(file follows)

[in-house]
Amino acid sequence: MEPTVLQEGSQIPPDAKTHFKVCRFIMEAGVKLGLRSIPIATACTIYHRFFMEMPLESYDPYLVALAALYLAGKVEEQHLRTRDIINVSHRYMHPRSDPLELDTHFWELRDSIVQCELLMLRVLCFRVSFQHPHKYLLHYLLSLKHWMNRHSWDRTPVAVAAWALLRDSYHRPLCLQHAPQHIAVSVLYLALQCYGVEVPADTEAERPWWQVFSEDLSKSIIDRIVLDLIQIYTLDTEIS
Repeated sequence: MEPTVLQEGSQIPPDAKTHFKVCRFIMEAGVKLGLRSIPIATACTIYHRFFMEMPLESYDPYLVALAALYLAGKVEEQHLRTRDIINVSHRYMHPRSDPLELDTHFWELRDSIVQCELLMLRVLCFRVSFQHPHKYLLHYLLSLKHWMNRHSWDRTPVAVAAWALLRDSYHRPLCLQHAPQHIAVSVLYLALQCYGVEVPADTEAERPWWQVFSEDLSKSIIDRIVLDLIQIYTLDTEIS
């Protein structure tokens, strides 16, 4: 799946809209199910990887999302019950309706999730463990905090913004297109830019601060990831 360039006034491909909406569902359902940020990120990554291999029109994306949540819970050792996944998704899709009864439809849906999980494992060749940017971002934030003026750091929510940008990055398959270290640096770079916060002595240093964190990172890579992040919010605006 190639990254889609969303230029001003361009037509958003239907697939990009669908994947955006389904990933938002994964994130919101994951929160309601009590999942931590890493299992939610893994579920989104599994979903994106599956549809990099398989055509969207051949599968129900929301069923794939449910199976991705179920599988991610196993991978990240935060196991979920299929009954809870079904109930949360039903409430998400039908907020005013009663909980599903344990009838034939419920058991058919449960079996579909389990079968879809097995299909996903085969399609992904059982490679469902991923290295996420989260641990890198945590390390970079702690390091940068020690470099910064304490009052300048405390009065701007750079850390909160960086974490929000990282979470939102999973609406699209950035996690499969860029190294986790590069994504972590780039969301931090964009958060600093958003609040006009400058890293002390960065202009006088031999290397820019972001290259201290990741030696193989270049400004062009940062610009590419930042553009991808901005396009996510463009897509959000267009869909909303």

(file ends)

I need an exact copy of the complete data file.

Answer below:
[in-house]
Amino acid sequence: MEPTVLQEGSQIPPDAKTHFKVCRFIMEAGVKLGLRSIPIATACTIYHRFFMEMPLESYDPYLVALAALYLAGKVEEQHLRTRDIINVSHRYMHPRSDPLELDTHFWELRDSIVQCELLMLRVLCFRVSFQHPHKYLLHYLLSLKHWMNRHSWDRTPVAVAAWALLRDSYHRPLCLQHAPQHIAVSVLYLALQCYGVEVPADTEAERPWWQVFSEDLSKSIIDRIVLDLIQIYTLDTEIS
Repeated sequence: MEPTVLQEGSQIPPDAKTHFKVCRFIMEAGVKLGLRSIPIATACTIYHRFFMEMPLESYDPYLVALAALYLAGKVEEQHLRTRDIINVSHRYMHPRSDPLELDTHFWELRDSIVQCELLMLRVLCFRVSFQHPHKYLLHYLLSLKHWMNRHSWDRTPVAVAAWALLRDSYHRPLCLQHAPQHIAVSVLYLALQCYGVEVPADTEAERPWWQVFSEDLSKSIIDRIVLDLIQIYTLDTEIS
């Protein structure tokens, strides 16, 4: 799946809209199910990887999302019950309706999730463990905090913004297109830019601060990831 360039006034491909909406569902359902940020990120990554291999029109994306949540819970050792996944998704899709009864439809849906999980494992060749940017971002934030003026750091929510940008990055398959270290640096770079916060002595240093964190990172890579992040919010605006 190639990254889609969303230029001003361009037509958003239907697939990009669908994947955006389904990933938002994964994130919101994951929160309601009590999942931590890493299992939610893994579920989104599994979903994106599956549809990099398989055509969207051949599968129900929301069923794939449910199976991705179920599988991610196993991978990240935060196991979920299929009954809870079904109930949360039903409430998400039908907020005013009663909980599903344990009838034939419920058991058919449960079996579909389990079968879809097995299909996903085969399609992904059982490679469902991923290295996420989260641990890198945590390390970079702690390091940068020690470099910064304490009052300048405390009065701007750079850390909160960086974490929000990282979470939102999973609406699209950035996690499969860029190294986790590069994504972590780039969301931090964009958060600093958003609040006009400058890293002390960065202009006088031999290397820019972001290259201290990741030696193989270049400004062009940062610009590419930042553009991808901005396009996510463009897509959000267009869909909303």